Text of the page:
The difference between American and European mobile phone providers are vast, and the modern traveler is likely to run afoul if they are unprepared, running up a surprisingly large bill! Here’s a rundown of my standard techniques to prepare my American mobile phone for travel abroad.
The first thing to do when considering a trip abroad is checking whether your phone supports the technology and frequencies used by the carriers in the country will visit. The majority of European carriers rely on the 900 and 1800 MHz bands for GSM voice, SMS, and low-speed data, and the 2100 MHz band for high-speed 3G HSPA data service.
Only AT&T and T-Mobile use the same GSM technology as most European and other international providers, but this does not mean that all of their phones will function correctly overseas. Although nearly every American GSM phone is capable of voice calling and text messaging in Europe, 3G data service is another story entirely.
Neither AT&T nor T-Mobile uses the same 3G HSPA frequencies that are standard in Europe. Many phones, including my iPhone 4S, support the European frequencies as well, offering high-speed data in both Europe and America. But others only support one or the other set of frequencies for high-speed data. This is the reason my unlocked Huawei E585 is useless in the USA.
Check the specifications of your phone to see if it supports the 900/1800/2100 MHz bands for both GSM and HSPA. Note that Verizon, Sprint, and many smaller operators using entirely different technology that isn’t compatible at all with European providers. These companies do sell a few “world phones”, including the iPhone 4S. But the earlier Verizon iPhone 4 will not work in Europe.
Preparing Your AT&T Account for Use Abroad
Assuming your phone will work abroad, it is wise to consider the cost of various services while roaming. There are essentially three considerations when using the phone outside its home territory:
- Voice calling can be expensive unless a special plan is purchased at a time. Note that European carriers do not charge for incoming calls, though American carriers do.
- SMS text messaging can also be surprisingly expensive when roaming. Although most Europeans have unlimited messaging plans, and their carriers do not charge for incoming messages, many Americans have only a small allowance of text messages and are charged in both directions.
- Data service can be the biggest shocker when traveling abroad. It is not unheard of for a few days of casual e-mail, navigation, and web use to cost over $1000 while roaming abroad.
When I’m traveling abroad, I always contact AT&T ahead of time and activate features on my plan to offset these costs. Here are my recommended settings:
- AT&T’s “World Traveler” plan costs $5.99 per month but reduces the cost of voice calls from of $1.39 to $.99 per minute. If you plan to talk for more than 40 minutes, this is a win.
- AT&T also offers a variety of “Global Messaging” plans, which allow you to send SMS text messages much cheaper. I usually purchase the $10 “Global Messaging 50” plan, which includes 50 prepaid outbound text messages. This works out to $.20 per message rather than the normal rate of $.50, giving you a break even point at 34 messages.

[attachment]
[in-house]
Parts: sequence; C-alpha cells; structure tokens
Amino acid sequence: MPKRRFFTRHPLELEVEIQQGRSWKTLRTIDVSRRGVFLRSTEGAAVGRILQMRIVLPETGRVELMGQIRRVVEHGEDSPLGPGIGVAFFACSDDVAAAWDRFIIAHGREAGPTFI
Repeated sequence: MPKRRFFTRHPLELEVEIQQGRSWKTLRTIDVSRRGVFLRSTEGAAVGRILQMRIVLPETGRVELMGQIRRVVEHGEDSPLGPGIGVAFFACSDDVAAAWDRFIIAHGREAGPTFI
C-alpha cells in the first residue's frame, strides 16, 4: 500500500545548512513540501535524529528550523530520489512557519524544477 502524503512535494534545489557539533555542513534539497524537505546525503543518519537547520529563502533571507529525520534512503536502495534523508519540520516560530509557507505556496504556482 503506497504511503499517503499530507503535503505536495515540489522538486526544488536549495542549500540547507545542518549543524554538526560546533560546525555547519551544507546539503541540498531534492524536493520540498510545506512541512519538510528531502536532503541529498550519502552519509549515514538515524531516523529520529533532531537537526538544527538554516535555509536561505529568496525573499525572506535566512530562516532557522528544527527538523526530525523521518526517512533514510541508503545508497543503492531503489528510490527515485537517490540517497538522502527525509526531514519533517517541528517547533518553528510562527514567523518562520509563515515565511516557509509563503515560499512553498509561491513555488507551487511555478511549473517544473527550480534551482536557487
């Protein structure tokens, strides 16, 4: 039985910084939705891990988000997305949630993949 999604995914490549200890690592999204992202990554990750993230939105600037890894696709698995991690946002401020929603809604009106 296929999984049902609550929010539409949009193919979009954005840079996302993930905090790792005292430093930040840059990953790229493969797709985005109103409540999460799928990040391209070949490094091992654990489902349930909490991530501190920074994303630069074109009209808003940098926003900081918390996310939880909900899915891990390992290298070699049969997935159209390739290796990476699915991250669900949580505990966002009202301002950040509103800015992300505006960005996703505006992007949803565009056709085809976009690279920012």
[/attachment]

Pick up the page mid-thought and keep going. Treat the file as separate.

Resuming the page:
- Data remains a problem, even though AT&T offers a variety of “Data Global” add-on packages. I usually purchase the cheapest 50 MB “Data Global Add-On” package, which includes 50 MB of data for $24.99. This may seem expensive, but it’s nowhere near as much as AT&T’s normal rate of almost $.02 per kilobyte. 50 MB of Data Global is an astonishing $973.41 (40 times) less expensive!
Don’t Rely on Data Roaming
Even with Data Global, however, it really is not practical to use data roaming outside the United States. This is why I recommend purchasing a local “MiFi” device and 3G data plan in whatever country you will be visiting. I am bringing my Huawei E585 with me to the UK for Dell Storage Forum, recharged with 3 GB of data for just £15.
I’m really only purchasing AT&T Data Global as insurance in case I need data and the MiFi is not available for some reason. You can ring up $24.99 of data roaming charges in less than 5 seconds after using just 1.25 MB without a plan like that. It’s extortion, but that’s AT&T for you.
I will often call AT&T to activate these services a few days before leaving. They are sometimes offered to automatically cancel the service when I return, or at least give me a call back so I can cancel it. If you activate these features online, remember to deactivate them afterwards since they offer no value if you are not traveling.
Before traveling abroad with an AT&T phone, I recommend going online or calling the company and activating 3 features: “World Traveler” for voice, “Global Messaging” for SMS, and “Data Global” for data service. I also advise purchasing a local 3G “MiFi” and turning off Data Roaming on your iPhone, even though this would seem a waste of the $24.99 Data Global plan. I imagine T-Mobile has similar offerings for world travelers, and Verizon and Sprint as well as long as a “world phone” is used.